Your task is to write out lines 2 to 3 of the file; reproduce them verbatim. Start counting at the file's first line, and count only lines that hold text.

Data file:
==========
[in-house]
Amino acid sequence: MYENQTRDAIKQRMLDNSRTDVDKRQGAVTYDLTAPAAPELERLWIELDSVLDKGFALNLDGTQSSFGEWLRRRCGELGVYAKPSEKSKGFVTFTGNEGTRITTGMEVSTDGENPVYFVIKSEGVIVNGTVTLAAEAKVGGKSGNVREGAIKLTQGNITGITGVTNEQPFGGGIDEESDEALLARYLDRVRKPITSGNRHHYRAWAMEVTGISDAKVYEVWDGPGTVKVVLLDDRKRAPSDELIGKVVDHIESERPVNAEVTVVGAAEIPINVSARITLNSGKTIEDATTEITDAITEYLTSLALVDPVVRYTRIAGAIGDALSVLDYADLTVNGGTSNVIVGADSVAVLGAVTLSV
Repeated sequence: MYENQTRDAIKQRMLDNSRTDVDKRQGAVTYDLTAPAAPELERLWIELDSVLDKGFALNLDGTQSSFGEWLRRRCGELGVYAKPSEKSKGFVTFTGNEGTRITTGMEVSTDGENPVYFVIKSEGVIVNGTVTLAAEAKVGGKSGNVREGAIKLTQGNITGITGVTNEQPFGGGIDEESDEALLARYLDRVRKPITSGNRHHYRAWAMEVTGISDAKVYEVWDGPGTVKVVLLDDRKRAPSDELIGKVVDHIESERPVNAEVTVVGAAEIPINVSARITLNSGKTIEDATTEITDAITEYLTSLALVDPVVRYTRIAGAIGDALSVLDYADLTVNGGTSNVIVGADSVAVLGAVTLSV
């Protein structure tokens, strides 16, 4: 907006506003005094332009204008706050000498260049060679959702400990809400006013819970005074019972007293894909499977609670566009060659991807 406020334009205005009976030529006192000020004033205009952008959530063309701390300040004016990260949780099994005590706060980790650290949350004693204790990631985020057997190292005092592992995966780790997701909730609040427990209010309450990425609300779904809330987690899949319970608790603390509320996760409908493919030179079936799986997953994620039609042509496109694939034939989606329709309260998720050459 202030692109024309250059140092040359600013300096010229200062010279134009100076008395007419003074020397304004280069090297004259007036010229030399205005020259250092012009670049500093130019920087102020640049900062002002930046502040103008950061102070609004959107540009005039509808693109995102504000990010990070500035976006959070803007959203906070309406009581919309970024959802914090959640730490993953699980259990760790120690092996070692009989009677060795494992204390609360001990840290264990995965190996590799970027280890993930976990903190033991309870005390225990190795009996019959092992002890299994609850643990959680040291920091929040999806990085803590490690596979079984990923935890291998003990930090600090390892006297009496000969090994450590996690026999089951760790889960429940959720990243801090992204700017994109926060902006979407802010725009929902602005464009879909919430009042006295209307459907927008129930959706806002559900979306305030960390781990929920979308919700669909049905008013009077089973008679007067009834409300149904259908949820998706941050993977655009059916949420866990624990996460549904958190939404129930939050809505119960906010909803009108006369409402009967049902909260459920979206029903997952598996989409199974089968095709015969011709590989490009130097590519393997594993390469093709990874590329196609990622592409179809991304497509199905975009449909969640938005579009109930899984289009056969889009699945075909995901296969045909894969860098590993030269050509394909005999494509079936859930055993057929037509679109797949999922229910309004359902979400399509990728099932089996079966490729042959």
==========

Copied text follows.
Amino acid sequence: MYENQTRDAIKQRMLDNSRTDVDKRQGAVTYDLTAPAAPELERLWIELDSVLDKGFALNLDGTQSSFGEWLRRRCGELGVYAKPSEKSKGFVTFTGNEGTRITTGMEVSTDGENPVYFVIKSEGVIVNGTVTLAAEAKVGGKSGNVREGAIKLTQGNITGITGVTNEQPFGGGIDEESDEALLARYLDRVRKPITSGNRHHYRAWAMEVTGISDAKVYEVWDGPGTVKVVLLDDRKRAPSDELIGKVVDHIESERPVNAEVTVVGAAEIPINVSARITLNSGKTIEDATTEITDAITEYLTSLALVDPVVRYTRIAGAIGDALSVLDYADLTVNGGTSNVIVGADSVAVLGAVTLSV
Repeated sequence: MYENQTRDAIKQRMLDNSRTDVDKRQGAVTYDLTAPAAPELERLWIELDSVLDKGFALNLDGTQSSFGEWLRRRCGELGVYAKPSEKSKGFVTFTGNEGTRITTGMEVSTDGENPVYFVIKSEGVIVNGTVTLAAEAKVGGKSGNVREGAIKLTQGNITGITGVTNEQPFGGGIDEESDEALLARYLDRVRKPITSGNRHHYRAWAMEVTGISDAKVYEVWDGPGTVKVVLLDDRKRAPSDELIGKVVDHIESERPVNAEVTVVGAAEIPINVSARITLNSGKTIEDATTEITDAITEYLTSLALVDPVVRYTRIAGAIGDALSVLDYADLTVNGGTSNVIVGADSVAVLGAVTLSV